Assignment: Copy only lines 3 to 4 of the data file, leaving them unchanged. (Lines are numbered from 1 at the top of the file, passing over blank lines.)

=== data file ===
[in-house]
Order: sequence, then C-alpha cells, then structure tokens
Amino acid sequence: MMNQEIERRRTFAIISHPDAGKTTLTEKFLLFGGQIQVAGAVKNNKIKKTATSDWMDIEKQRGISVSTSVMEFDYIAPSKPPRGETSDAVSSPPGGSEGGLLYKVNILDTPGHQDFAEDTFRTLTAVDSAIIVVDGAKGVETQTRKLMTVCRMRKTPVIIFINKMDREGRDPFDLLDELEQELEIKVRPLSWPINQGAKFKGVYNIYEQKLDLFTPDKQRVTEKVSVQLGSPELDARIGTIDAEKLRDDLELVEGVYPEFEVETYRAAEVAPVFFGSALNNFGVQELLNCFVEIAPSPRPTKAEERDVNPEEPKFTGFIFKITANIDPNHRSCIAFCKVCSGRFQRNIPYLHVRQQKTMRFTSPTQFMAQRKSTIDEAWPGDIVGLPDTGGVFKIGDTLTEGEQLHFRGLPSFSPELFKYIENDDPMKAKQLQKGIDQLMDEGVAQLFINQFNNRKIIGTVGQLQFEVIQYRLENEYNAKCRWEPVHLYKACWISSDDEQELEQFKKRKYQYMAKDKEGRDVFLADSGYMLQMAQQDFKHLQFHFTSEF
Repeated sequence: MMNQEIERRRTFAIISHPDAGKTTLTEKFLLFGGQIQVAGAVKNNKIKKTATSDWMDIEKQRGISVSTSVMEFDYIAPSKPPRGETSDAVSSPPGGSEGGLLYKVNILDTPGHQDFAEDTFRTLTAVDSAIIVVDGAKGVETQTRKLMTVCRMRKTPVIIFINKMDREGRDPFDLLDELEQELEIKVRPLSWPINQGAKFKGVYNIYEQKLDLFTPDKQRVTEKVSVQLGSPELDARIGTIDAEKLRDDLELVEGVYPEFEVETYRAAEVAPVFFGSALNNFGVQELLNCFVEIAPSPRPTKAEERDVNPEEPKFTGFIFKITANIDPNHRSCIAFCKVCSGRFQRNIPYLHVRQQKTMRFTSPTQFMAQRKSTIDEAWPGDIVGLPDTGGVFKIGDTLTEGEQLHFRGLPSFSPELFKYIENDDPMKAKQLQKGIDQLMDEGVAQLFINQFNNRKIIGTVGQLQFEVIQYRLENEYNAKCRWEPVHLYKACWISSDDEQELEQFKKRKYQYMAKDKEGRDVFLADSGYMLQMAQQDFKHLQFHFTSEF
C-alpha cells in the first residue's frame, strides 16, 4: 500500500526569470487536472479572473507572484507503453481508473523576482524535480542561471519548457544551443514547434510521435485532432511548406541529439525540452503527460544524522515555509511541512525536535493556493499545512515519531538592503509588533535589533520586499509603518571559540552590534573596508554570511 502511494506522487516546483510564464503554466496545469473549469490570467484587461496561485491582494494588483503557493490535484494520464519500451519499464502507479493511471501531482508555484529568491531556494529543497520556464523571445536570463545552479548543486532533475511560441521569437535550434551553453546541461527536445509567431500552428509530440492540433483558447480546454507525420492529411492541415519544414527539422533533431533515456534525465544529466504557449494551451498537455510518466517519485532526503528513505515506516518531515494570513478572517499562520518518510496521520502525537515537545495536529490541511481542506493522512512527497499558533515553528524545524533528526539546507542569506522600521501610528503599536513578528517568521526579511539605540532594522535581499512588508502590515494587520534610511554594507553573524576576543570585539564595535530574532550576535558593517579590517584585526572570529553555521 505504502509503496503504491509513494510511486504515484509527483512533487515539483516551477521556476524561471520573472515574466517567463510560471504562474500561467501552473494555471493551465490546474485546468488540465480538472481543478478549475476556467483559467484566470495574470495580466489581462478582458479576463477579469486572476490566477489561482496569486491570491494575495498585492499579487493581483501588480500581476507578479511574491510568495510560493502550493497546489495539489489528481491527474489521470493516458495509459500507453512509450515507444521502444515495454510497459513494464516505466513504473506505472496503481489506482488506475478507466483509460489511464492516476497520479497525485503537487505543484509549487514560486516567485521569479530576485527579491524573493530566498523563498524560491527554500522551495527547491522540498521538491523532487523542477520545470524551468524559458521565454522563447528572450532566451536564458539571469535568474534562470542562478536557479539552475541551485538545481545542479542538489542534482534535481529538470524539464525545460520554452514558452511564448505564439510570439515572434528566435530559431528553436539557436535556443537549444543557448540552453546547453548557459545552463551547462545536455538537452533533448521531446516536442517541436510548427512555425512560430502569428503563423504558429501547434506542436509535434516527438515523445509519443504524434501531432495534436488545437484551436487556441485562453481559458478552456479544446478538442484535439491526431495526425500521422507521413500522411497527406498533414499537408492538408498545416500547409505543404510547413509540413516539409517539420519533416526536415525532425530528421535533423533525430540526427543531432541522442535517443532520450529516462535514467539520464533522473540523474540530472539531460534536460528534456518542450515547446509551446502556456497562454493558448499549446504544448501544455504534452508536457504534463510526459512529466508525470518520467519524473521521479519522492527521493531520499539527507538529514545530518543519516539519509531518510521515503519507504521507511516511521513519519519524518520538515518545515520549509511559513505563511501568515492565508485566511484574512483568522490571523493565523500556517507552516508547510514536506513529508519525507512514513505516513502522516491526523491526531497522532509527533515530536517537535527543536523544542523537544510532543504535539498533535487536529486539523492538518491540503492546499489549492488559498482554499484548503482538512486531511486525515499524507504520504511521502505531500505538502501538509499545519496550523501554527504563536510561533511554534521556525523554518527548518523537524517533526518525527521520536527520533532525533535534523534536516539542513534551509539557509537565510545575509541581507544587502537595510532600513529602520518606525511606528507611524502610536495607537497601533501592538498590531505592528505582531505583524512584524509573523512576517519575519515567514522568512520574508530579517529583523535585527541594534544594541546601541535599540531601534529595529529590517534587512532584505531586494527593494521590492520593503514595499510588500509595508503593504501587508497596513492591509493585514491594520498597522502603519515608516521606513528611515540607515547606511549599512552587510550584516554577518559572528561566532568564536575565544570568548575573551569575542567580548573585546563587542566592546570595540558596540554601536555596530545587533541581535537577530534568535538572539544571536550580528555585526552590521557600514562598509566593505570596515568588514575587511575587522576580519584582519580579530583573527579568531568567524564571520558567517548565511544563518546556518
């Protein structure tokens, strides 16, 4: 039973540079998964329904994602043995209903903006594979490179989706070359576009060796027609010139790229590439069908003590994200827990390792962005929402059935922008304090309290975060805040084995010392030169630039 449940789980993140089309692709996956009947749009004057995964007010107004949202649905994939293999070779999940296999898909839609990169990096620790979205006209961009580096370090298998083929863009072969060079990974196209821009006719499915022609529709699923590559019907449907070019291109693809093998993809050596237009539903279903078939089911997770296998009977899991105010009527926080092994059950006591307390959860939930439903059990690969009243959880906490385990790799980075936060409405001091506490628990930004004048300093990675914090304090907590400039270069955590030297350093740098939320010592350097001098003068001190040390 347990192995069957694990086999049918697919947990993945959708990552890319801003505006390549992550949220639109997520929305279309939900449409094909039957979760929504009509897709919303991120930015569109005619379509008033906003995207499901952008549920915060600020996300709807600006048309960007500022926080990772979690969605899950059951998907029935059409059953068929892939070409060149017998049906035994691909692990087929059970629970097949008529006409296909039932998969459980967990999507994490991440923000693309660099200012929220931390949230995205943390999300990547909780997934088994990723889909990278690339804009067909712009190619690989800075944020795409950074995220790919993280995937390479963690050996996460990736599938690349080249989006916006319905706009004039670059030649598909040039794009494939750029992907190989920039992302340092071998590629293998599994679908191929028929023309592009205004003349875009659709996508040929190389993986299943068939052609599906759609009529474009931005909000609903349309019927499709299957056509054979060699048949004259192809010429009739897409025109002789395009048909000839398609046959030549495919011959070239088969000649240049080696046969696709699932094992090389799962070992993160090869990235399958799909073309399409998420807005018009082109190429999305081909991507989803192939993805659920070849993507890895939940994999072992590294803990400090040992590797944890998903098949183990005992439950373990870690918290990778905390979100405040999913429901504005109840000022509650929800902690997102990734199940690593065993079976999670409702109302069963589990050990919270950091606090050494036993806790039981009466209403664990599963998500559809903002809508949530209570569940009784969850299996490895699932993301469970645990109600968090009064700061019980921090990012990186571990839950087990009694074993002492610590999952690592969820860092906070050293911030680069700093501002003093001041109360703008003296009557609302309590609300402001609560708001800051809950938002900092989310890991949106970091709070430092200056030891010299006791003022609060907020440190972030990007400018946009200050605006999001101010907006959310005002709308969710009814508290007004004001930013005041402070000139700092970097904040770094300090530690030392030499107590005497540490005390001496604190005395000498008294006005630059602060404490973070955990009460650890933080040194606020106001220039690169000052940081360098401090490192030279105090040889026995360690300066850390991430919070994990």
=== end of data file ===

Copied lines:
Amino acid sequence: MMNQEIERRRTFAIISHPDAGKTTLTEKFLLFGGQIQVAGAVKNNKIKKTATSDWMDIEKQRGISVSTSVMEFDYIAPSKPPRGETSDAVSSPPGGSEGGLLYKVNILDTPGHQDFAEDTFRTLTAVDSAIIVVDGAKGVETQTRKLMTVCRMRKTPVIIFINKMDREGRDPFDLLDELEQELEIKVRPLSWPINQGAKFKGVYNIYEQKLDLFTPDKQRVTEKVSVQLGSPELDARIGTIDAEKLRDDLELVEGVYPEFEVETYRAAEVAPVFFGSALNNFGVQELLNCFVEIAPSPRPTKAEERDVNPEEPKFTGFIFKITANIDPNHRSCIAFCKVCSGRFQRNIPYLHVRQQKTMRFTSPTQFMAQRKSTIDEAWPGDIVGLPDTGGVFKIGDTLTEGEQLHFRGLPSFSPELFKYIENDDPMKAKQLQKGIDQLMDEGVAQLFINQFNNRKIIGTVGQLQFEVIQYRLENEYNAKCRWEPVHLYKACWISSDDEQELEQFKKRKYQYMAKDKEGRDVFLADSGYMLQMAQQDFKHLQFHFTSEF
Repeated sequence: MMNQEIERRRTFAIISHPDAGKTTLTEKFLLFGGQIQVAGAVKNNKIKKTATSDWMDIEKQRGISVSTSVMEFDYIAPSKPPRGETSDAVSSPPGGSEGGLLYKVNILDTPGHQDFAEDTFRTLTAVDSAIIVVDGAKGVETQTRKLMTVCRMRKTPVIIFINKMDREGRDPFDLLDELEQELEIKVRPLSWPINQGAKFKGVYNIYEQKLDLFTPDKQRVTEKVSVQLGSPELDARIGTIDAEKLRDDLELVEGVYPEFEVETYRAAEVAPVFFGSALNNFGVQELLNCFVEIAPSPRPTKAEERDVNPEEPKFTGFIFKITANIDPNHRSCIAFCKVCSGRFQRNIPYLHVRQQKTMRFTSPTQFMAQRKSTIDEAWPGDIVGLPDTGGVFKIGDTLTEGEQLHFRGLPSFSPELFKYIENDDPMKAKQLQKGIDQLMDEGVAQLFINQFNNRKIIGTVGQLQFEVIQYRLENEYNAKCRWEPVHLYKACWISSDDEQELEQFKKRKYQYMAKDKEGRDVFLADSGYMLQMAQQDFKHLQFHFTSEF